Initial findings suggest that screening participation rates in safety-net health care provider settings are higher when using specific outreach screening strategies. Ultimately, results from the analysis of the linked data will be used to improve the quality of care for Parkland patients and others receiving care through safety-net health care providers. In addition, the findings might inform future local, regional, and national efforts to improve the quality of cancer screening. Further, based on the research conducted at Parkland-UT Southwestern PROSPR Center, additional initiatives have been funded to expand colorectal screening programs with access to follow-up care. Additionally, the Simmons Cancer Center at UT Southwestern are already improving the delivery of screening and preventative care based on the research and insights achieved at the Parkland-UT Southwestern PROSPR Research Center.
(For more detailed information: Success Story for Texas)
Health Equity Reports” Assess Health Disparities
The increasing diversity of New York State’s population brings opportunities and challenges for public health and health care providers, government agencies, and policy makers. Eliminating disparities in health and health care among racial, ethnic and other underserved populations, as well as ensuring the best possible health outcomes for all New Yorkers, is a central objective for New York State. Communities with a high concentration of minority populations are typically poorer, tend to rely on government assistance, and have a higher incidence of sexually transmitted diseases (STDs), chronic diseases, and injuries. While advances in public health and biomedical technology have led to increased life expectancy and improved health for all Americans, reducing health inequalities remains a challenge, as evidence continues to show differences in health status, health care access, and quality of care by racial and ethnic populations.
Knowledge of, and data on, the racial and ethnic composition, health status, and changing health care needs of diverse populations is vital to supporting and achieving the objectives of New York State’s health care delivery system. Using U.S. Census and American Community Survey data, the Health Equity Reports provide population density maps that depict the geographic distribution of the non-White population by census block groups within 28 Minor Civil Division (MCD) with a minority population of 40 percent or more. The reports also provide demographic snapshots highlighting education levels, poverty, race and ethnicity distribution, health insurance status and other social determinant indicators. Among the 32 health measures presented are observed and expected cancer counts for the common cancers, as well as, the proportion of these cancers diagnosed at regional/distant stage. The reports allow for comparison of all health and socio-demographic data to the County within which the MCDs reside and to New York State. The data provide metrics that potentially identify disparities and their consequences, and may serve as a resource to communities and policymakers in identifying areas to target- health related interventions. New York State Department of Health programs are utilizing the data to inform policy and program development.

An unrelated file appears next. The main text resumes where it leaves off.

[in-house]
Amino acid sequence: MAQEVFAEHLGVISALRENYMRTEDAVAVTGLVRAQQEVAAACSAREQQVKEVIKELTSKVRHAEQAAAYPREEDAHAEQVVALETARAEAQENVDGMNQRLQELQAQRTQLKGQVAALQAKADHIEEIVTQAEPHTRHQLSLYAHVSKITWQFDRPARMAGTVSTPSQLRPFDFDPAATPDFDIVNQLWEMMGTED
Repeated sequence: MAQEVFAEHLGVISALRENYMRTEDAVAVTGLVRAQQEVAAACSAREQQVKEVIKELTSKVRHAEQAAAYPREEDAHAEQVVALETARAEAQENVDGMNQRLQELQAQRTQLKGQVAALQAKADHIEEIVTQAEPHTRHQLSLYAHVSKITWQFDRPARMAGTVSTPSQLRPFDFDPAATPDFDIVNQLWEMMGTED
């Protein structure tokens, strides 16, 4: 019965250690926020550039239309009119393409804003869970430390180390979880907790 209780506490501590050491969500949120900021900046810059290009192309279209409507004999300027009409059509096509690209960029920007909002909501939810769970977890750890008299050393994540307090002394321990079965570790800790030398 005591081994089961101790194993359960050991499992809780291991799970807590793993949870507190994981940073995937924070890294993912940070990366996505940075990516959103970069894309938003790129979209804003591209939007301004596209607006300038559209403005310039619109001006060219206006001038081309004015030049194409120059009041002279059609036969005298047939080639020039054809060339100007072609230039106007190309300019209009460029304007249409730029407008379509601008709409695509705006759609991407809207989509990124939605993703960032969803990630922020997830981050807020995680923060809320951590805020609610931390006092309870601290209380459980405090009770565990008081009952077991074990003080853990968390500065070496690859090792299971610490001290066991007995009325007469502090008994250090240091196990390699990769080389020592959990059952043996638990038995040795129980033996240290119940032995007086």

(For more detailed information: Success Story for New York)
Collaboration in Obesity-Associated Cancer Report and Prevention Strategy Development
SUMMARY: Rhode Island's adult obesity rate is currently 27 percent, up from 17 percent in 2000 and from 10 percent in 1990. Being overweight or obese can lead a large number of health problems, including as many as 13 types of cancers. Although evidences are now sufficient to link cancer risk with overweight or obesity, (1) low levels of awareness among public, public health workers, and policy makers are concerning, and (2) tackling obesity is not yet an integral part of the Rhode Island cancer prevention strategies.
In an effort to use cancer surveillance to address this public health problem the Rhode Island Cancer Registry analyzed and summarized a 20-year incidence trend of “obesity-associated cancers.” During 1995-2014, significant increases of kidney cancer among Rhode Island men and women, and uterus cancer among Rhode Island women were observed. Rhode Island Cancer Registry further assessed overweight/obesity-specific measures associated with postmenopausal (age 50 and older) breast cancers diagnosed in 2011. Also, preliminary results from the data analyses showed the odds of being overweight or obese were significantly higher among women with breast cancer, than state estimates from the 2011 Behavioral Risk Factor Surveillance System.
Further, the Rhode Island Cancer Registry is in study collaboration with the Rhode Island Department of Health Comprehensive Cancer Control Program, Women’s Cancer Screening Program, and Center for Chronic Disease Management. Study findings will be used to build on the “Health Equity Zone,” community-based chronic disease prevention and management programs, and the cancer screening program. Additionally, to increase awareness of the relationship between obesity and cancer risk, communication and education strategies customized for different target audience will be developed. The Rhode Island Cancer Control Plan is being reviewed to integrate obesity and behavior risk control with the statewide cancer prevention strategies.
(For more detailed information: Success Story for Rhode Island)